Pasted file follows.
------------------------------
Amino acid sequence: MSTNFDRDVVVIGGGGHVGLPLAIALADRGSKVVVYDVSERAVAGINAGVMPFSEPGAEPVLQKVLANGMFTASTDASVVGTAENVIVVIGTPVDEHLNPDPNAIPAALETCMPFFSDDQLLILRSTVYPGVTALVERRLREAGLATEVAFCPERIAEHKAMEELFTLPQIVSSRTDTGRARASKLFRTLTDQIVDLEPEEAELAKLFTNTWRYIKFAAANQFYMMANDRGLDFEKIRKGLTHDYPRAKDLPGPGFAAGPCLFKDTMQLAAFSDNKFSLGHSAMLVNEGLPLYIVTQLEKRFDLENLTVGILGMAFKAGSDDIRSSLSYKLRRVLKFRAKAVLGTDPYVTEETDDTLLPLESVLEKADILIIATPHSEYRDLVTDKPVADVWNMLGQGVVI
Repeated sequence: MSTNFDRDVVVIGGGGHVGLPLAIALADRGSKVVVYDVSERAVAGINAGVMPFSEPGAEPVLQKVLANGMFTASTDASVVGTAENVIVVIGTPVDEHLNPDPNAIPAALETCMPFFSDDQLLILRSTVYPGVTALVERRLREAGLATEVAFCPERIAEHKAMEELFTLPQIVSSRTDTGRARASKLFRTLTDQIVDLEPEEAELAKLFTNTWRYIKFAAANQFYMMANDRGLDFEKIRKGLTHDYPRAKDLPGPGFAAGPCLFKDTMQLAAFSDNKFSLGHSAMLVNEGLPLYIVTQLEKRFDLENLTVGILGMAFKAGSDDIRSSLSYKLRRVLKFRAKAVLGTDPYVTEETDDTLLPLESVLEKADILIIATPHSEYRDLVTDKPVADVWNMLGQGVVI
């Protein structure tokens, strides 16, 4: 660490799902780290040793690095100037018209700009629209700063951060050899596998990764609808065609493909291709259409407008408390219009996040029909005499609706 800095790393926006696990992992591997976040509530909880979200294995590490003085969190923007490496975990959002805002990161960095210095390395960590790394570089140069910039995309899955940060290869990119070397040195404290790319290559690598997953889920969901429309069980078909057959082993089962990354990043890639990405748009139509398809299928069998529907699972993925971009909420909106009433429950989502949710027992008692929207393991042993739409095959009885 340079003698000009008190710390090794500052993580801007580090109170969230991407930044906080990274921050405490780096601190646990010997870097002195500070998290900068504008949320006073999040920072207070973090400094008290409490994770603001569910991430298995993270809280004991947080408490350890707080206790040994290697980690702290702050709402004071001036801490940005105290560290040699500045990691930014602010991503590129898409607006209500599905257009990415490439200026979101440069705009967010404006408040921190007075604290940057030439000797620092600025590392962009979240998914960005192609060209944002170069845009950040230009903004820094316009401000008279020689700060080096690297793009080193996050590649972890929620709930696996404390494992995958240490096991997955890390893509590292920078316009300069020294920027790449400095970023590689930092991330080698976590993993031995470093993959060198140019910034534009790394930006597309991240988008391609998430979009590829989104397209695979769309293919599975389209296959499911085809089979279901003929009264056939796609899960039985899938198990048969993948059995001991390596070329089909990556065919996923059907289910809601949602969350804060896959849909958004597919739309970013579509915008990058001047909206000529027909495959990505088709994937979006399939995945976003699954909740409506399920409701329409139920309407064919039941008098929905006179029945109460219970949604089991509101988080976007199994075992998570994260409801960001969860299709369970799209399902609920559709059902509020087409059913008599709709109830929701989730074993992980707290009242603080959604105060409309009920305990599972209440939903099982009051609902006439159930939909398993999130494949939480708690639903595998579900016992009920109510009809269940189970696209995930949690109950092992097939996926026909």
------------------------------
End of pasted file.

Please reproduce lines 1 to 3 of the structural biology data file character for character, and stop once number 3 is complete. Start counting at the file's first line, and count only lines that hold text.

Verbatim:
Amino acid sequence: MSTNFDRDVVVIGGGGHVGLPLAIALADRGSKVVVYDVSERAVAGINAGVMPFSEPGAEPVLQKVLANGMFTASTDASVVGTAENVIVVIGTPVDEHLNPDPNAIPAALETCMPFFSDDQLLILRSTVYPGVTALVERRLREAGLATEVAFCPERIAEHKAMEELFTLPQIVSSRTDTGRARASKLFRTLTDQIVDLEPEEAELAKLFTNTWRYIKFAAANQFYMMANDRGLDFEKIRKGLTHDYPRAKDLPGPGFAAGPCLFKDTMQLAAFSDNKFSLGHSAMLVNEGLPLYIVTQLEKRFDLENLTVGILGMAFKAGSDDIRSSLSYKLRRVLKFRAKAVLGTDPYVTEETDDTLLPLESVLEKADILIIATPHSEYRDLVTDKPVADVWNMLGQGVVI
Repeated sequence: MSTNFDRDVVVIGGGGHVGLPLAIALADRGSKVVVYDVSERAVAGINAGVMPFSEPGAEPVLQKVLANGMFTASTDASVVGTAENVIVVIGTPVDEHLNPDPNAIPAALETCMPFFSDDQLLILRSTVYPGVTALVERRLREAGLATEVAFCPERIAEHKAMEELFTLPQIVSSRTDTGRARASKLFRTLTDQIVDLEPEEAELAKLFTNTWRYIKFAAANQFYMMANDRGLDFEKIRKGLTHDYPRAKDLPGPGFAAGPCLFKDTMQLAAFSDNKFSLGHSAMLVNEGLPLYIVTQLEKRFDLENLTVGILGMAFKAGSDDIRSSLSYKLRRVLKFRAKAVLGTDPYVTEETDDTLLPLESVLEKADILIIATPHSEYRDLVTDKPVADVWNMLGQGVVI
């Protein structure tokens, strides 16, 4: 660490799902780290040793690095100037018209700009629209700063951060050899596998990764609808065609493909291709259409407008408390219009996040029909005499609706 800095790393926006696990992992591997976040509530909880979200294995590490003085969190923007490496975990959002805002990161960095210095390395960590790394570089140069910039995309899955940060290869990119070397040195404290790319290559690598997953889920969901429309069980078909057959082993089962990354990043890639990405748009139509398809299928069998529907699972993925971009909420909106009433429950989502949710027992008692929207393991042993739409095959009885 340079003698000009008190710390090794500052993580801007580090109170969230991407930044906080990274921050405490780096601190646990010997870097002195500070998290900068504008949320006073999040920072207070973090400094008290409490994770603001569910991430298995993270809280004991947080408490350890707080206790040994290697980690702290702050709402004071001036801490940005105290560290040699500045990691930014602010991503590129898409607006209500599905257009990415490439200026979101440069705009967010404006408040921190007075604290940057030439000797620092600025590392962009979240998914960005192609060209944002170069845009950040230009903004820094316009401000008279020689700060080096690297793009080193996050590649972890929620709930696996404390494992995958240490096991997955890390893509590292920078316009300069020294920027790449400095970023590689930092991330080698976590993993031995470093993959060198140019910034534009790394930006597309991240988008391609998430979009590829989104397209695979769309293919599975389209296959499911085809089979279901003929009264056939796609899960039985899938198990048969993948059995001991390596070329089909990556065919996923059907289910809601949602969350804060896959849909958004597919739309970013579509915008990058001047909206000529027909495959990505088709994937979006399939995945976003699954909740409506399920409701329409139920309407064919039941008098929905006179029945109460219970949604089991509101988080976007199994075992998570994260409801960001969860299709369970799209399902609920559709059902509020087409059913008599709709109830929701989730074993992980707290009242603080959604105060409309009920305990599972209440939903099982009051609902006439159930939909398993999130494949939480708690639903595998579900016992009920109510009809269940189970696209995930949690109950092992097939996926026909």